JJ: Yeah. Of course. All the time there was something going on. But we never really went anywhere. (laughs)
SH: Did you feel like you guys had a reasonable following in Finland? You played a lot of shows all over the country.. I guess people showed up to the shows and bought the T-shirts (Jukka laughs loudly!)
JJ: Yeah. I guess. We never really made T-shirts, but I saw once a mobile phone of the first CD album cover. That was really nice...
SH: When did you start working on the Trilogy material, was that in 1993?
JJ: I think that was almost like Petri's solo album, this third one. It was the only album that we really... just one or two songs that we had played before at gigs... so me and Sami... we didn't really know what we were doing in the studio... it was really funny... because we didn't really have any idea what it will be... the result... Petri knew... we just tried to do our best. It was a very different album..
SH: I really felt that there were some powerful, deep lyrics on songs like "Time" and "For all Mankind"... sort of a premonition with Petri saying stuff like: "Look out world it's time to die" on "For all Mankind". He really seem to be looking deep into his mind.
JJ: Yeah. That is true. Petri thought that the band was going to change somehow after this third album. Well, it changed because we split. I don't know what he actually wanted to do. He did not want to go on like before. So we released the album in autumn 1994 and I met Petri the last time on Christmas Eve, the same year... and then he went to India and after that I never saw him again. He tried to call me but I was not home. I was in the states. Shit happens...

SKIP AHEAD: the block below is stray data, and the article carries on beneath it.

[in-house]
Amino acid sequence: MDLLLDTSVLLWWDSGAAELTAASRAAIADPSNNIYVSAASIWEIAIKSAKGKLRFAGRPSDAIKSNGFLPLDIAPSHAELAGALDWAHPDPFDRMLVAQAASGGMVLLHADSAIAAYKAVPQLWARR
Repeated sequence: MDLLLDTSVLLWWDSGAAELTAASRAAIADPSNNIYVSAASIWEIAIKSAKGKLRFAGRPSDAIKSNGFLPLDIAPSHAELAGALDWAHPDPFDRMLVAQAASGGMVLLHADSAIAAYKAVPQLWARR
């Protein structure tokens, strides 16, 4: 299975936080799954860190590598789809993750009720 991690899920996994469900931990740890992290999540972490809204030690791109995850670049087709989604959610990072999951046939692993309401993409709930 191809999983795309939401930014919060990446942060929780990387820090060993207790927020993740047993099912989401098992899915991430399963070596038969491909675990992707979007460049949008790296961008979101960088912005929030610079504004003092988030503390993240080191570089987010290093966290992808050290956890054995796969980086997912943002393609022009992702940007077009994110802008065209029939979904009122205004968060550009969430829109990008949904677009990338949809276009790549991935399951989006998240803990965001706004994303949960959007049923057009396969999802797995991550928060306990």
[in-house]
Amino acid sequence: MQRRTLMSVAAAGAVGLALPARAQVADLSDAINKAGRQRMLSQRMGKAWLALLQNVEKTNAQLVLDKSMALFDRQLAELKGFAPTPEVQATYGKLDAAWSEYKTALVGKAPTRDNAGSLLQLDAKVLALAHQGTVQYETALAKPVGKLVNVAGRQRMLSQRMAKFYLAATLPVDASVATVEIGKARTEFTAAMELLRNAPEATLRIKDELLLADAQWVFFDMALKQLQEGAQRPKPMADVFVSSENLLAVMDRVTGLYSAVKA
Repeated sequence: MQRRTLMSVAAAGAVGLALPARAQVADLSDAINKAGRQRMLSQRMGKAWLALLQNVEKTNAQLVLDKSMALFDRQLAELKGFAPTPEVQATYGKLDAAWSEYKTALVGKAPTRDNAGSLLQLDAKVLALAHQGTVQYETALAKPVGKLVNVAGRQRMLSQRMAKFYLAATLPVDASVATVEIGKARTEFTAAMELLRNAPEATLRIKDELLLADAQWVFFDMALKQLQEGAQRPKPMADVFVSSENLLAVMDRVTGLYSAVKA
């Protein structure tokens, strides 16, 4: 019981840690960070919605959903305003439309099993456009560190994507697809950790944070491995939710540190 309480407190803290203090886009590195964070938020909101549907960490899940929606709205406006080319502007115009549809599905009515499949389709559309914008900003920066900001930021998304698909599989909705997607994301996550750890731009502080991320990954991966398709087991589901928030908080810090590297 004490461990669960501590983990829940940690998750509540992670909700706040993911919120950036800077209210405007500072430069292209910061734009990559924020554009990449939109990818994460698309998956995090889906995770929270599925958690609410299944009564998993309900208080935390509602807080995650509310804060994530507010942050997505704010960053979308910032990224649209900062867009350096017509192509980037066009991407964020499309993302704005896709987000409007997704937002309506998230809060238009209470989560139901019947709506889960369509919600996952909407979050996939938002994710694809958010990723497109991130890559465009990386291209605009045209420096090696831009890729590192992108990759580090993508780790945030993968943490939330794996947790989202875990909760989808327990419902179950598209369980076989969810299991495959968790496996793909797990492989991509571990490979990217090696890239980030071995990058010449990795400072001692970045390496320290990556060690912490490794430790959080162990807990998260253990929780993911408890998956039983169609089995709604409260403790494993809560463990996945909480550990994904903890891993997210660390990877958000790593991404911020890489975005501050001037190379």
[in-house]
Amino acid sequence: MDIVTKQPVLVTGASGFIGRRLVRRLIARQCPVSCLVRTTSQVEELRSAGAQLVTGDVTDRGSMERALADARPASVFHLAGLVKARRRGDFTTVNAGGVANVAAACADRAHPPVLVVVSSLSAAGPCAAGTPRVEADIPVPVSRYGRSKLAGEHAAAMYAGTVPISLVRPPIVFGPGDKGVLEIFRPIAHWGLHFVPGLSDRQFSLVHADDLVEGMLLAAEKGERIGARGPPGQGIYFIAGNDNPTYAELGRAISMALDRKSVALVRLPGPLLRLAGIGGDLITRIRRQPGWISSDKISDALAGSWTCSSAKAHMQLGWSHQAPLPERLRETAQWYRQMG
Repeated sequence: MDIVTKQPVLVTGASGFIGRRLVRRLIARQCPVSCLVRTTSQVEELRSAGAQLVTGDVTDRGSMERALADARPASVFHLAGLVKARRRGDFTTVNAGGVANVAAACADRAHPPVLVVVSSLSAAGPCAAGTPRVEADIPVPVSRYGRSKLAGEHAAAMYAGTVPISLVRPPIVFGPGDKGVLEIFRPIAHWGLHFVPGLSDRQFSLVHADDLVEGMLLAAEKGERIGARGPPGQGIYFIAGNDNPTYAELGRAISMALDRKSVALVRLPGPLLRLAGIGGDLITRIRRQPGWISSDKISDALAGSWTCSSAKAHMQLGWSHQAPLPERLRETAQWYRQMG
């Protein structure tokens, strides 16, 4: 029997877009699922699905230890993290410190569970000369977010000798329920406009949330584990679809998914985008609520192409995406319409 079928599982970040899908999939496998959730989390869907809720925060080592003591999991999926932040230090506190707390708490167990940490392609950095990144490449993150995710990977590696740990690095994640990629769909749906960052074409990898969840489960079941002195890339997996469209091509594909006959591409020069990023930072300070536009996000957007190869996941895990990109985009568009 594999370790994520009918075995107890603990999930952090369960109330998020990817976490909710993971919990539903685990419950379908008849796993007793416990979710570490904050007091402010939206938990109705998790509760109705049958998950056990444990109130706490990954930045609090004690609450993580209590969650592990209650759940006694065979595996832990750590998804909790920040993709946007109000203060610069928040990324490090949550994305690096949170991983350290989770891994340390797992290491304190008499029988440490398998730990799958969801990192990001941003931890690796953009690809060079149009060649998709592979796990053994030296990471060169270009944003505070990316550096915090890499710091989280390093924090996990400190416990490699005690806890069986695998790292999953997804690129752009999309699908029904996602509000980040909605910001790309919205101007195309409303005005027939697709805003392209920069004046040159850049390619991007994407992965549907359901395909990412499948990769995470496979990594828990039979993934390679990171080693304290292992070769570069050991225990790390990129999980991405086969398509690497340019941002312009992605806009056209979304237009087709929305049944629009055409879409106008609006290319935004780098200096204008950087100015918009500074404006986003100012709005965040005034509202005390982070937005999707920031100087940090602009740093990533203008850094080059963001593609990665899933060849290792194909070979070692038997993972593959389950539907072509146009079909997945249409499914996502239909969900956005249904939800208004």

SH: So the band at the end of 1994 after the gig in the Prison, that was when the band really broke up.
JJ: Yeah. But I never really thought of it that way.
SH: Taking a break anyway and maybe you would be back together.
JJ: Yeah. That is what I thought... I knew... I felt that Petri could not live without Kingston Wall... and maybe that is what happened anyway..
SH: How did Sami feel about it when the band fell apart... JJ: He had so much to do at the time we stopped playing. I don't think he felt bad. Maybe later of course... when Petri died. He was the most busy guy. I think he still is..
SH: A Finnish friend had told me that he had heard on the radio of the possibility of a box set of extra live material or something.
JJ: Yeah. Maybe... I am in the bootleg business the rest of my life. (laughs)
SH: No. I think there is a market for it. I think you could release stuff on your own.
JJ: I don't know. I don't feel like that. I don't know.
SH: Did you guys regularly record your concerts.
JJ: Yea.. Later on we did. I have about 50 or 60 and about 25 on DAT tape. I have some very early stuff also. Most of the shows are from 1993 and 1994, some from 1992.